[snif-uh l]

verb (used without object), snif·fled, snif·fling.

to sniff repeatedly, as from a head cold or in repressing tears: She sniffled woefully.


an act or sound of sniffling.
sniffles, a condition, as a cold, marked by sniffling (usually preceded by the): This draft is giving me the sniffles.

Origin of sniffle

First recorded in 1625–35; sniff + -le
Related formssnif·fler, noun Unabridged Based on the Random House Unabridged Dictionary, © Random House, Inc. 2019

Examples from the Web for sniffles

Contemporary Examples of sniffles

Historical Examples of sniffles

  • Luella's eyes closed and her sniffles changed to a low howl.

    The Girl Scouts at Home

    Katherine Keene Galt

  • Now in charge of my chips, Sniffles called the turn on every roll.


    Gordon Randall Garrett

  • When I won it, I pulled my chips off the table, which Sniffles didn't resist.


    Gordon Randall Garrett

  • I made a break for it with the rest of the crowd, trying to keep my eye on Sniffles.


    Gordon Randall Garrett

  • Is you able, Jehoshaphat, t have the doctor from Sniffles Arm for your woman!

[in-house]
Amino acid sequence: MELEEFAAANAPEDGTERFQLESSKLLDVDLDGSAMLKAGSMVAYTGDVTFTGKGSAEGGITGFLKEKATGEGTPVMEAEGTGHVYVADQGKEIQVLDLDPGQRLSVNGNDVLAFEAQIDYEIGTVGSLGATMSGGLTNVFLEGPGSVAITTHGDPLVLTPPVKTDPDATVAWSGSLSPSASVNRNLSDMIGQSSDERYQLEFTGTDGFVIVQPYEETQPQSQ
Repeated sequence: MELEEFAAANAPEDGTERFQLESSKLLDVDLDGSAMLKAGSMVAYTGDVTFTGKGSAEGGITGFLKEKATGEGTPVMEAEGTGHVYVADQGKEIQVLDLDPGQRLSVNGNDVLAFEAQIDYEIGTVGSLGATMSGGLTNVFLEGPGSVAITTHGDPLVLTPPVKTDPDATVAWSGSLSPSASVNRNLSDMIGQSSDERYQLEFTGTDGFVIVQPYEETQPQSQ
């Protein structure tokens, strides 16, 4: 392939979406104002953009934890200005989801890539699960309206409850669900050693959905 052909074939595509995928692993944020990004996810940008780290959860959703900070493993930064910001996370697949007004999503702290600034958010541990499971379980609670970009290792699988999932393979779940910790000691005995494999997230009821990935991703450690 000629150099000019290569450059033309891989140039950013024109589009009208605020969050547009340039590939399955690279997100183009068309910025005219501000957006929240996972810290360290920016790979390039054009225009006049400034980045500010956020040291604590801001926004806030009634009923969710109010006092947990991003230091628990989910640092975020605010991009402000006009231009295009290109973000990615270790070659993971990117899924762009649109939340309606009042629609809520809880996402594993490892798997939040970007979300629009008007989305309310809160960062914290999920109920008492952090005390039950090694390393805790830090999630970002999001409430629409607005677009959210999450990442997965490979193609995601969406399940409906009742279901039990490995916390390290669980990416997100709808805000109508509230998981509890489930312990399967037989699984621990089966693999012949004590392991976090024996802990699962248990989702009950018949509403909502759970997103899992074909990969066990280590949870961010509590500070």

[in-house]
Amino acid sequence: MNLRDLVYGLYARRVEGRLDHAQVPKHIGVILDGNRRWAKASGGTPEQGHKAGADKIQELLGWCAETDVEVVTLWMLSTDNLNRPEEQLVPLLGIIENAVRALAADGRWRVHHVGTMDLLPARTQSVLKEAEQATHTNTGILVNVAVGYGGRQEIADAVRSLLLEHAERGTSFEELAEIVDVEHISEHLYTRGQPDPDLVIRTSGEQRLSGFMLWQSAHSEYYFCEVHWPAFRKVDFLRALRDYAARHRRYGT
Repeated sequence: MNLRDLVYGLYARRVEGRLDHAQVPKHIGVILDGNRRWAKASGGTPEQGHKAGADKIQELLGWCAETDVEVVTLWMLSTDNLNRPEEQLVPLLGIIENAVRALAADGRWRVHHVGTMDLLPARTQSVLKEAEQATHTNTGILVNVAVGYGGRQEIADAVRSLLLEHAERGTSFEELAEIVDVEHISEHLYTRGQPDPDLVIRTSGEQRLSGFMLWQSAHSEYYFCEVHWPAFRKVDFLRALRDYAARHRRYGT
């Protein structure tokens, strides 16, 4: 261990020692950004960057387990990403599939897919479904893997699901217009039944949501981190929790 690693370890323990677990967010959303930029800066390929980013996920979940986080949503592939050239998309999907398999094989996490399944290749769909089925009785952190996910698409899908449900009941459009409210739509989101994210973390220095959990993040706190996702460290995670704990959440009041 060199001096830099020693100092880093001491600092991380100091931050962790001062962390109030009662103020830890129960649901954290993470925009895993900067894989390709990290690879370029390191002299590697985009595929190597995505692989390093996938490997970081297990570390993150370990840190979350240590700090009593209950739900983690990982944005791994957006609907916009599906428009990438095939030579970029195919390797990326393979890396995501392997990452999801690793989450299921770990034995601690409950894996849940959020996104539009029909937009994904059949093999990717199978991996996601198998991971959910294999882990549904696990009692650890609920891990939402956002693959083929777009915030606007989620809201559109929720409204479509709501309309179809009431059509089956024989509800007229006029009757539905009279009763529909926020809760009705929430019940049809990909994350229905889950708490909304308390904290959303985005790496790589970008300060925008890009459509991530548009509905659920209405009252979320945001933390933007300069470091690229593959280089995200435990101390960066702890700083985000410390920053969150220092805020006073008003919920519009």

British Dictionary definitions for sniffles



pl n informal

the sniffles a cold in the head
the sniffling that sometimes accompanies weeping or prolonged crying



(intr) to breathe audibly through the nose, as when the nasal passages are congested


the act, sound, or an instance of sniffling
Derived Formssniffler, nounsniffly, adjective
Collins English Dictionary - Complete & Unabridged 2012 Digital Edition © William Collins Sons & Co. Ltd. 1979, 1986 © HarperCollins Publishers 1998, 2000, 2003, 2005, 2006, 2007, 2009, 2012

Word Origin and History for sniffles



1819, frequentative form of sniff (v.). Related: Sniffled; sniffling. The sniffles "runny nose, head cold" is recorded from 1825. Sniffly (1897) tends to refer to physical symptoms, while sniffy (1858) means "scornful, disdainful and disagreeable." Snuffy "annoyed" is from 1670s.

Online Etymology Dictionary, © 2010 Douglas Harper